When I was younger I wanted to be a gymnast. Then Tiffani-Amber Thiessen on Saved by the Bell (don't ask). Then came notions of being a teacher, a writer and an aid worker. I suppose in some ways I became a shade of all of those things as an adult- obviously, minus the Tiffani Amber Thiessen and marrying Zach bit ;)
Many of you know that medicine was a path that was very much chosen, paved and tended to by my parents. One that in so many ways left me without knowing there was a different option or knowing that I , in fact, could actually create my own path that I could cultivate and tend to without their plot by numbers how-to.
This trip to Tanzania was a firm footstep on that new path.
I'm not sure when I was first introduced to Trish Scanlan but her reputation well preceded her- through colleagues who had gone to volunteer before me (for much longer than my weeks there) and from my time working in the haematology unit at work. A woman who had gone to Dar-es-Salaam as part of her Masters project and then subsequently stayed and in the process, changed the face of cancer in Tanzania. (see below)
It was beyond inspiring. And so I decided to jet off alone, with a large suitcase full of medical supplies completely unsure of what was on the other side. What nerves I must have been hiding subsequently dissolved after a flight delay, 24 hours in Istanbul and many a lost-in-translation moments. But come Monday, I was back to myself and very ready to start this journey.
Except that the first week was tough. Heartbreakingly, intimidatingly tough. With broken Kiswahili and suddenly surrounded by children and families whose lives were forever changed by a diagnosis of cancer in a resource limited setting and undeniably unsure of where I could fit in. I remember having doubts about whether I could stick this journey alone.
Then the second week came, an acute deterioration of a patient- a resuscitation and suddenly the unfamiliar setting became familiar. I've been here with a patient before, I've done this before. It changed things for me and it broke that shell of uncertainty that was very much hindering me. I started actively involving myself in everything to an embarrassing degree. And that's the thing about volunteering alone or abroad-- you are forced to come out of your shell, make opportunities and learn pro-activeness in ways that aren't always taught in a classroom or textbook.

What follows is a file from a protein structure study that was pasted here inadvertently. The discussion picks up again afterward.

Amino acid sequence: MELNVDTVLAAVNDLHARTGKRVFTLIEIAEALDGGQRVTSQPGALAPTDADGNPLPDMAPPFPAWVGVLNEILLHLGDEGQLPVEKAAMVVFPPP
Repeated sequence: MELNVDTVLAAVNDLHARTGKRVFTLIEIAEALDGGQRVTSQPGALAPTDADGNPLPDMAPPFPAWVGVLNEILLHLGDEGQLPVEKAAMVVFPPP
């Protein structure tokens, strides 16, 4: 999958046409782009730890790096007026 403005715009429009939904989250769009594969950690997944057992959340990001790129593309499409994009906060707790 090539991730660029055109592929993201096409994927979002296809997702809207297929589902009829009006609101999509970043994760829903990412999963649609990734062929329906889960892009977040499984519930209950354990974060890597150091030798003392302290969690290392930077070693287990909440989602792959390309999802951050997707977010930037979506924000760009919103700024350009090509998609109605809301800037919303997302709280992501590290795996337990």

The language barrier heightened everything else for me, I've always been a keen observer (hello photography!) but now even more dependent on clinical skills and inspection for evaluating a child. The experience allowed me to engage in healthcare at its most basic level (education, implementation of protocols and treatment) and made me fall even harder for the pathology that I knew I was already growing to love. For someone who had spent so long being unsure , it was the first strong pounding of clarity.
Rachel MacDonnell entered the ward shortly thereafter, leading an outreach resuscitation team, and was every bit as dynamic and encouraging as one could be. My Tanzanian colleagues Gertrude and Edith with Rachel were the friends I am so proud to have made and I will always remember their infinite kindness and patience with me. With Trish and Dr. Jane at our helm, the infinite forces that be - we tried to build on integrating and supporting the system that these ladies tirelessly put in place with Their Lives Matter.
There are so many stories I will forever remember and while I don't normally share work here for so many reasons -the one memory that holds so pure in my heart was as we walked back from ICU on to the ward (exhausted, tired, hearts heavy and full) , I heard some of the kids from another ward ask who I was. One of them called out ''that's my rafiki (friend)''.
Then the first photo in this post and the one below happened.
I was so scared going to Tanzania that I wouldn't be able to make a difference , a change or impact there. That last week, I found my place as a friend and advocate for those little ones. And I'm forever grateful.
*grainy photos from my Instagram
If you've gotten this far in the story (thank you and also fair play if you have! I'm a ridiculously verbose being to a fault) please, take a moment to go read more on Their Lives Matter. Give, Donate, Do- it is without a doubt, a wonderful organisation changing the face of cancer in Tanzania.